Wampler made all of this possible while only requiring 108mA of current, making it any easy addition to any pedal power supply unit.
One of the most attractive aspects of this pedal is its simple control layout. Because Wampler opted out on menu screens, the Terraform functions like a digital pedal, but feels like a traditional analog one. There are controls for the Volume, Rate, Depth, and Blend of the effect, as well as a Variable control that changes with each individual mode.
Presets are accessed via the Preset/Save button, which corresponds with one of 8 different lighting combinations over only 4 LED’s (a clever solution to having more presets than LED’s).
Each of the effects sound terrific, as only one would expect from Wampler. I would stack this up against any other high end modulation out there, especially the Dimension setting. One cool feature that gives you extra control over your tone is the included effects loop.
The Pre/Post inputs can be used to route modulation before or after your overdrive pedals. Since every modulation type reacts differently to overdrive, this gives you the ability to choose your preference in signal routing.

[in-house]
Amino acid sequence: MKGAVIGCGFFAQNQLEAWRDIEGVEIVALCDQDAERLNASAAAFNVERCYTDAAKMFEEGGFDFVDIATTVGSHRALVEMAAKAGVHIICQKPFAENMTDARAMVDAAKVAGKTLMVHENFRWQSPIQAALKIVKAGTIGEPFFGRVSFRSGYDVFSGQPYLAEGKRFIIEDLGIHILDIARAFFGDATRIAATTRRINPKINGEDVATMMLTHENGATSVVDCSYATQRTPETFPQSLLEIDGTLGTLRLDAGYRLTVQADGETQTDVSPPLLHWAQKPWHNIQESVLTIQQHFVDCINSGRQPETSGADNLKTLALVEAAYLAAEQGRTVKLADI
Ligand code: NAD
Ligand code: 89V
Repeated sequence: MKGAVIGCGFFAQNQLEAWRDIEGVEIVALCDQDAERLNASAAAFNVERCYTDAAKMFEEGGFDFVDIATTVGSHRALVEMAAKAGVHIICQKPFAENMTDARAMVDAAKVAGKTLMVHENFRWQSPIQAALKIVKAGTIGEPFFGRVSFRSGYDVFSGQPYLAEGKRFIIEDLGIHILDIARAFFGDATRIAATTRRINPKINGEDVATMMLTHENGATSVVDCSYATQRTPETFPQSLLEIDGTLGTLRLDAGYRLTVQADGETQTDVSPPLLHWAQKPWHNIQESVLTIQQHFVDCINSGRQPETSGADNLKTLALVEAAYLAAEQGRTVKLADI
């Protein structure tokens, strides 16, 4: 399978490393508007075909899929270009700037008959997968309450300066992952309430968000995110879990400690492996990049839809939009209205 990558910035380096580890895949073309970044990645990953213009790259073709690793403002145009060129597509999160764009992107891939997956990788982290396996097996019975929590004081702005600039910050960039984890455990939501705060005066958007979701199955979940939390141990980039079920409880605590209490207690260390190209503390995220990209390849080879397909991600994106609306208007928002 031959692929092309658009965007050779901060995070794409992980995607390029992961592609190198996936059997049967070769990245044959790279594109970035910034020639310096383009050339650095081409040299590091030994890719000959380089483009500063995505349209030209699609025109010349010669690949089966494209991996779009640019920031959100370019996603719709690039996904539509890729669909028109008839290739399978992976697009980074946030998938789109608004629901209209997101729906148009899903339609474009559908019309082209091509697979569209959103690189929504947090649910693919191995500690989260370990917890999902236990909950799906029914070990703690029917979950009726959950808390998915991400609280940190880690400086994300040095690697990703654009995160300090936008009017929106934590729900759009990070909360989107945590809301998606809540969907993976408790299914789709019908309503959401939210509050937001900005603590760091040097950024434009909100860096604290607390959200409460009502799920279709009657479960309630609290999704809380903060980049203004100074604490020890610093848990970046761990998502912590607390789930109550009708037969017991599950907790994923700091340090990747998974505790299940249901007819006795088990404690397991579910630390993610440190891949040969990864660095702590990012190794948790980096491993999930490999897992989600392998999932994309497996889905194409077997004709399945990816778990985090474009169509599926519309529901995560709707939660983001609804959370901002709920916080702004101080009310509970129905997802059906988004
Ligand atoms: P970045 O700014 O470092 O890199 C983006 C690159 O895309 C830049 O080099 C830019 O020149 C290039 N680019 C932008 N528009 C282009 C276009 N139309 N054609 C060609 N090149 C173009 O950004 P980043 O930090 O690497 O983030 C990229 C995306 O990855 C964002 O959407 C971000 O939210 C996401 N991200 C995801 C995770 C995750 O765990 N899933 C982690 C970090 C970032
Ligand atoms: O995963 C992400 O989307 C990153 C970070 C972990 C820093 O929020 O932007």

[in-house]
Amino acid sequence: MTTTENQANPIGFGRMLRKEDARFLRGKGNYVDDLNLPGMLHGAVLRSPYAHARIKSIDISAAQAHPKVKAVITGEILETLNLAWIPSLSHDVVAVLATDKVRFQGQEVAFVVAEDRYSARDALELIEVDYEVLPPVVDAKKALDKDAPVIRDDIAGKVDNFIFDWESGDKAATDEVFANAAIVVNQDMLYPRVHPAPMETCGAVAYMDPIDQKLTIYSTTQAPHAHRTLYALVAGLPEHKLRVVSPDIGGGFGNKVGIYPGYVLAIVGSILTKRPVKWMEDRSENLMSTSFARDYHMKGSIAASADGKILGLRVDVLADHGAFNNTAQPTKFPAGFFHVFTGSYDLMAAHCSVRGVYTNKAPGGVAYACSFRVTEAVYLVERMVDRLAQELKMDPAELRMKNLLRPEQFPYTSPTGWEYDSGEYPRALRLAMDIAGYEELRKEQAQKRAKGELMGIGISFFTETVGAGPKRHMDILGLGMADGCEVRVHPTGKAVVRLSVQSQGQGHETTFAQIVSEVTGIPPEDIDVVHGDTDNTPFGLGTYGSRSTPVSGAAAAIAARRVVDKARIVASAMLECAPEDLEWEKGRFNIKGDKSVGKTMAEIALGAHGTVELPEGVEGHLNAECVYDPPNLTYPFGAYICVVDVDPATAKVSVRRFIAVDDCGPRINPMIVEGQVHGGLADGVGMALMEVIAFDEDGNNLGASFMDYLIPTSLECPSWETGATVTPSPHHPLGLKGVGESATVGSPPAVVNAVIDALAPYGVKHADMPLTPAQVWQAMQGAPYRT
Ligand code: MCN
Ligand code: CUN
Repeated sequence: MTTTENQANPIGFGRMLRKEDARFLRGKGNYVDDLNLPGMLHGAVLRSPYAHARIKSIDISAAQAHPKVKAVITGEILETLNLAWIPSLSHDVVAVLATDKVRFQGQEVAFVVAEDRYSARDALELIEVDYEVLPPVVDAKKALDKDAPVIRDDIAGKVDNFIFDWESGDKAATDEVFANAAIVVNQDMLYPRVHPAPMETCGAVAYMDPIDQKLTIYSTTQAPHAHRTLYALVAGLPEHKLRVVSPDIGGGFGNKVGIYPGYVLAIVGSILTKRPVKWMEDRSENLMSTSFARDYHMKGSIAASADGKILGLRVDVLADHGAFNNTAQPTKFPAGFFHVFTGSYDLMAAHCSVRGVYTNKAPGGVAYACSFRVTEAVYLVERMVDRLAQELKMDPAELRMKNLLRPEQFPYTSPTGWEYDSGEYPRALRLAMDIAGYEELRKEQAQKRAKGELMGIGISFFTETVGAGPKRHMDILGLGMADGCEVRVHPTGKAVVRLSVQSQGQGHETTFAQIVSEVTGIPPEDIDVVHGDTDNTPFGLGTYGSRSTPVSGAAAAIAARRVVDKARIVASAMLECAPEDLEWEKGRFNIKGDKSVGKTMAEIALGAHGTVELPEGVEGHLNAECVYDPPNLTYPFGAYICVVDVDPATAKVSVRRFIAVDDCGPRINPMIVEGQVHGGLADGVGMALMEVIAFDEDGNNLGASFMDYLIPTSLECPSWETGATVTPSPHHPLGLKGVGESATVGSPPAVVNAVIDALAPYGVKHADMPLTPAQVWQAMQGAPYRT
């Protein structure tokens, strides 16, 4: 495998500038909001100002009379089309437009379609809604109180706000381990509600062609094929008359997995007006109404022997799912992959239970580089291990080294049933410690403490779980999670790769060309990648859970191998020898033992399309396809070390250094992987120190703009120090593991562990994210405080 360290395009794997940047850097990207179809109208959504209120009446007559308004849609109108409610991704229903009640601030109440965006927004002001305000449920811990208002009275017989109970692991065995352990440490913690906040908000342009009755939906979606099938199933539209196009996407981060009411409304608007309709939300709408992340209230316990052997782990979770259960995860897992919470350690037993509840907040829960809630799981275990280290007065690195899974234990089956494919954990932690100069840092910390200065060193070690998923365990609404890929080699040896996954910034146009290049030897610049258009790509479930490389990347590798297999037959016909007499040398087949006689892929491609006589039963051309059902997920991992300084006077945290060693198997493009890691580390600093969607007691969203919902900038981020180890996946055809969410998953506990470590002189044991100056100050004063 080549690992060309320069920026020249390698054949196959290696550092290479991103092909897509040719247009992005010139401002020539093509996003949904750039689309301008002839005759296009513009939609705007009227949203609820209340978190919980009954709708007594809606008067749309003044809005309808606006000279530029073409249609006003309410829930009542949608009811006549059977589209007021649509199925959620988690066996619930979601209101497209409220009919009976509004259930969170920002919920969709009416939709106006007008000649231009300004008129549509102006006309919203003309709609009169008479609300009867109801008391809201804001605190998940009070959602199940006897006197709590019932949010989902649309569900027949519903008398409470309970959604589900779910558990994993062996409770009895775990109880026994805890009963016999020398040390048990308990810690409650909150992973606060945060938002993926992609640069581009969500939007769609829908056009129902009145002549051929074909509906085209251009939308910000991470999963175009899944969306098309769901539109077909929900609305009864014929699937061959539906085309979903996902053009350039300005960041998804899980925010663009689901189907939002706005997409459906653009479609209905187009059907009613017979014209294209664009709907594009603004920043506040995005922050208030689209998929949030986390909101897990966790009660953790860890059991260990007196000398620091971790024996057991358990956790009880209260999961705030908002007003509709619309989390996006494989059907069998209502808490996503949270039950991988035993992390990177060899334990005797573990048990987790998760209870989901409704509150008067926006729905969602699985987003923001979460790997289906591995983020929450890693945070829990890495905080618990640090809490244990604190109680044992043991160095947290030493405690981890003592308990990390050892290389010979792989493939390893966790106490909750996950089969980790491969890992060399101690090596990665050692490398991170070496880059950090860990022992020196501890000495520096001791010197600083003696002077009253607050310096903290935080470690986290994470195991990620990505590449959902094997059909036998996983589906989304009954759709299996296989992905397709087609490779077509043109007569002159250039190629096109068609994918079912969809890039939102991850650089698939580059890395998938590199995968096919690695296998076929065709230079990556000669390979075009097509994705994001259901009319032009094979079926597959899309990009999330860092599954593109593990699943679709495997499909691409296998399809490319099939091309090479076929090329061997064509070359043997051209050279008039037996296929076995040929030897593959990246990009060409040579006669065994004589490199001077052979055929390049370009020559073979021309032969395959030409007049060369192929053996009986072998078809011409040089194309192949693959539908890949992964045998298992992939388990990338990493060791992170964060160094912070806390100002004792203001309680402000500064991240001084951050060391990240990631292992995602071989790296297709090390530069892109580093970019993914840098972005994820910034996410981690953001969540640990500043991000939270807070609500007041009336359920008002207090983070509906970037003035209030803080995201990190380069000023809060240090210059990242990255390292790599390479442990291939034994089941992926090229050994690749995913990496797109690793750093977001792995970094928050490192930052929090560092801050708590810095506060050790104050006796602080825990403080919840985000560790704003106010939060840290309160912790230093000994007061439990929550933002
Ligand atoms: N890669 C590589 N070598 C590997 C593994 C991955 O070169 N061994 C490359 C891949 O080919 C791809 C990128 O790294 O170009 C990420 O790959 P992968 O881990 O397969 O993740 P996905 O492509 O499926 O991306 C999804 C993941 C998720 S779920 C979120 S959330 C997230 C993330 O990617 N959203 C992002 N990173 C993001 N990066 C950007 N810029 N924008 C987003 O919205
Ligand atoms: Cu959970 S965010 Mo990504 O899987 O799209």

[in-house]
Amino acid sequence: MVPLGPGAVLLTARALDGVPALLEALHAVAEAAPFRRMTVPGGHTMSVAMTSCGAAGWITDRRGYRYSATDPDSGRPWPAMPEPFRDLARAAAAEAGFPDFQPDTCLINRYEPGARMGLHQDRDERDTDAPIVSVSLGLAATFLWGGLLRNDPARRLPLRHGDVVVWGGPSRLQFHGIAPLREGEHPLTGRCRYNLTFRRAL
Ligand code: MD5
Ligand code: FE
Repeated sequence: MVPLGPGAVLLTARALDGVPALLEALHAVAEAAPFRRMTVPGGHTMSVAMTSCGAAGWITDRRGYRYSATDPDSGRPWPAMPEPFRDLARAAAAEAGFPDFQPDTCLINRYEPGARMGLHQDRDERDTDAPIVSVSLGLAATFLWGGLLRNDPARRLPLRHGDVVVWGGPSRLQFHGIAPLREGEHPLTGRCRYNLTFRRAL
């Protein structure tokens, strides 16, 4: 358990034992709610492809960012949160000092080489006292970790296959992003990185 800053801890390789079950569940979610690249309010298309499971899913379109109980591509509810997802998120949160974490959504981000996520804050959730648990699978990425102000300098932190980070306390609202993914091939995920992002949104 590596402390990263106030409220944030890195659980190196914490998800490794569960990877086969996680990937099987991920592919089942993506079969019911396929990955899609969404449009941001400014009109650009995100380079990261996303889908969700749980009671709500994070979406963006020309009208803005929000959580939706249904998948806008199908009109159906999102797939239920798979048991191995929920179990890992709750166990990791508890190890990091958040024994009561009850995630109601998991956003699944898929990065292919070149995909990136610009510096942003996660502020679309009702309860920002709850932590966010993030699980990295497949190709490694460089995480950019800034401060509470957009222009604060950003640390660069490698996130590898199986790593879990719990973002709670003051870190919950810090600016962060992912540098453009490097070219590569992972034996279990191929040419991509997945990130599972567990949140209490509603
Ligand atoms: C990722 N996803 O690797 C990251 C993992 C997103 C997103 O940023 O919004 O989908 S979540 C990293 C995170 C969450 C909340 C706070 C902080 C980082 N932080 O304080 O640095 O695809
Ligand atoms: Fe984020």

- Effect Type: Multi-Modulation
- Signal: Digital
- Power Source: 9-18V (108mA)
- Dimensions: 3.75” x 4.75” x 1.75″
- Features: Signal Routing, Presets, Expression, Tap Tempo
Final Thoughts on the Wampler Terraform
While the Terraform is undeniably a high-end pedal and the most expensive on this list, it still manages to beat out some of its competitors (see Strymon Mobius or Boss MD500) in price. With this in mind and the fact that it has the power to live up to its name, the Terraform is one of the best modulation pedals to grace this planet or any other.
4. Dunlop JD4S Rotovibe Review – Best for Blues
Univibe manages to elevate blues whether you’re going for Hendrix tones, soulful solos with depth, or even a rotary speaker laced rhythm tone. However you use it, the Rotovibe sounds killer and gives you all the control at your feet with its expression pedal format.
While most of the pedals on this list are multi-modulation pedals, the Rotovibe earned its place due to its unique expression pedal design that is perfect for Blues musicians. In addition to being able to be powered by a single 9V battery, the Rotovibe has buffered bypass to help fight long cable runs.
Just like all Dunlop expression pedals and wahs, the Rotovibe is built like a tank and can handle heavy use.